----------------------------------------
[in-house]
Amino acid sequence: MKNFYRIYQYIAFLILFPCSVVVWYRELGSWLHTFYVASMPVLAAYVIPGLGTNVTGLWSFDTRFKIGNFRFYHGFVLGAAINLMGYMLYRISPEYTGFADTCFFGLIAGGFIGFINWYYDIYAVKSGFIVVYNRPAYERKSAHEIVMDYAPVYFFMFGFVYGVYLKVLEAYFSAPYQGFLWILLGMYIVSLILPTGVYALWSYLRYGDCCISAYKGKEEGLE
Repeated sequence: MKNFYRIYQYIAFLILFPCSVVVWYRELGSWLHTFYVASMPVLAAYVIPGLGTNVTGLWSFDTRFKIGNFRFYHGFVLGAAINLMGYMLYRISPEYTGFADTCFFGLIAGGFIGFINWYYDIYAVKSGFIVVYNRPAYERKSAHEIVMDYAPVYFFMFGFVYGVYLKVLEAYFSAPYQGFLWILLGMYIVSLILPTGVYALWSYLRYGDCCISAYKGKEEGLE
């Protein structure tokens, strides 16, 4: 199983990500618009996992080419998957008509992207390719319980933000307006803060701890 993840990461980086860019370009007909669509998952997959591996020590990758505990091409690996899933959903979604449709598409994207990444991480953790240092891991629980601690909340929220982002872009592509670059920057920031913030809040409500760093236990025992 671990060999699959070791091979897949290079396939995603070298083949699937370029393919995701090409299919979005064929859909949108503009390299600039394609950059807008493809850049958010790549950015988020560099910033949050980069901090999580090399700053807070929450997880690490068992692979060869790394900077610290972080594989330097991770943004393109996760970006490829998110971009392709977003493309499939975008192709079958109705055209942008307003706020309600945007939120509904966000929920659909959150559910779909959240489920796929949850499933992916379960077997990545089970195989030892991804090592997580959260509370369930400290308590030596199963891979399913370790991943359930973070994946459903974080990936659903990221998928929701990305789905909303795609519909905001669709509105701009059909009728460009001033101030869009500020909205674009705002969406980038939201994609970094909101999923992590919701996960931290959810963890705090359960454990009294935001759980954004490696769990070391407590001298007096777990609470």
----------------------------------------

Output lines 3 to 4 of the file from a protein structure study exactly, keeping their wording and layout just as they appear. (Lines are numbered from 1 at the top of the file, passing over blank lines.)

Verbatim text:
Repeated sequence: MKNFYRIYQYIAFLILFPCSVVVWYRELGSWLHTFYVASMPVLAAYVIPGLGTNVTGLWSFDTRFKIGNFRFYHGFVLGAAINLMGYMLYRISPEYTGFADTCFFGLIAGGFIGFINWYYDIYAVKSGFIVVYNRPAYERKSAHEIVMDYAPVYFFMFGFVYGVYLKVLEAYFSAPYQGFLWILLGMYIVSLILPTGVYALWSYLRYGDCCISAYKGKEEGLE
């Protein structure tokens, strides 16, 4: 199983990500618009996992080419998957008509992207390719319980933000307006803060701890 993840990461980086860019370009007909669509998952997959591996020590990758505990091409690996899933959903979604449709598409994207990444991480953790240092891991629980601690909340929220982002872009592509670059920057920031913030809040409500760093236990025992 671990060999699959070791091979897949290079396939995603070298083949699937370029393919995701090409299919979005064929859909949108503009390299600039394609950059807008493809850049958010790549950015988020560099910033949050980069901090999580090399700053807070929450997880690490068992692979060869790394900077610290972080594989330097991770943004393109996760970006490829998110971009392709977003493309499939975008192709079958109705055209942008307003706020309600945007939120509904966000929920659909959150559910779909959240489920796929949850499933992916379960077997990545089970195989030892991804090592997580959260509370369930400290308590030596199963891979399913370790991943359930973070994946459903974080990936659903990221998928929701990305789905909303795609519909905001669709509105701009059909009728460009001033101030869009500020909205674009705002969406980038939201994609970094909101999923992590919701996960931290959810963890705090359960454990009294935001759980954004490696769990070391407590001298007096777990609470």